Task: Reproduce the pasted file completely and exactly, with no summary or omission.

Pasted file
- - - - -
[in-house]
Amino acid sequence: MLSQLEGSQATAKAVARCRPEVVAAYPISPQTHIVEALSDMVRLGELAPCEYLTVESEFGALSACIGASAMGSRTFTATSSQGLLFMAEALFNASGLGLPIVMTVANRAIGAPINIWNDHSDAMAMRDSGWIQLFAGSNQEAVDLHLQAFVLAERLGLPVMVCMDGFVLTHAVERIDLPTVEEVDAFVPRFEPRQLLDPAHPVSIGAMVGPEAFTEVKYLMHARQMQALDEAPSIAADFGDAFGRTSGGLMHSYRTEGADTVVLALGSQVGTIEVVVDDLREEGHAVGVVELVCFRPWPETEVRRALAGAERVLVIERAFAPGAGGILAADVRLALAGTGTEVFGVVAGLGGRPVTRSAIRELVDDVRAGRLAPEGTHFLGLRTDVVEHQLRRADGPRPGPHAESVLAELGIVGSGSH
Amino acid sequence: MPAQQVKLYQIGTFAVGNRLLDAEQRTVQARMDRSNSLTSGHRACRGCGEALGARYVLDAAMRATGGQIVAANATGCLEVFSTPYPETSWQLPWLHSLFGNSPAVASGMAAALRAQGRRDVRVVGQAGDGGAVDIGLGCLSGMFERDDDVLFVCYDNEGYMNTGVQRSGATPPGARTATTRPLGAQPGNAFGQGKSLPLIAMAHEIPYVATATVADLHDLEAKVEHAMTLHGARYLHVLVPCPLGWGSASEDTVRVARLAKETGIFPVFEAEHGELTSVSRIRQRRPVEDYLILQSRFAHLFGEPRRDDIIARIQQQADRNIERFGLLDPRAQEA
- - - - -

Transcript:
[in-house]
Amino acid sequence: MLSQLEGSQATAKAVARCRPEVVAAYPISPQTHIVEALSDMVRLGELAPCEYLTVESEFGALSACIGASAMGSRTFTATSSQGLLFMAEALFNASGLGLPIVMTVANRAIGAPINIWNDHSDAMAMRDSGWIQLFAGSNQEAVDLHLQAFVLAERLGLPVMVCMDGFVLTHAVERIDLPTVEEVDAFVPRFEPRQLLDPAHPVSIGAMVGPEAFTEVKYLMHARQMQALDEAPSIAADFGDAFGRTSGGLMHSYRTEGADTVVLALGSQVGTIEVVVDDLREEGHAVGVVELVCFRPWPETEVRRALAGAERVLVIERAFAPGAGGILAADVRLALAGTGTEVFGVVAGLGGRPVTRSAIRELVDDVRAGRLAPEGTHFLGLRTDVVEHQLRRADGPRPGPHAESVLAELGIVGSGSH
Amino acid sequence: MPAQQVKLYQIGTFAVGNRLLDAEQRTVQARMDRSNSLTSGHRACRGCGEALGARYVLDAAMRATGGQIVAANATGCLEVFSTPYPETSWQLPWLHSLFGNSPAVASGMAAALRAQGRRDVRVVGQAGDGGAVDIGLGCLSGMFERDDDVLFVCYDNEGYMNTGVQRSGATPPGARTATTRPLGAQPGNAFGQGKSLPLIAMAHEIPYVATATVADLHDLEAKVEHAMTLHGARYLHVLVPCPLGWGSASEDTVRVARLAKETGIFPVFEAEHGELTSVSRIRQRRPVEDYLILQSRFAHLFGEPRRDDIIARIQQQADRNIERFGLLDPRAQEA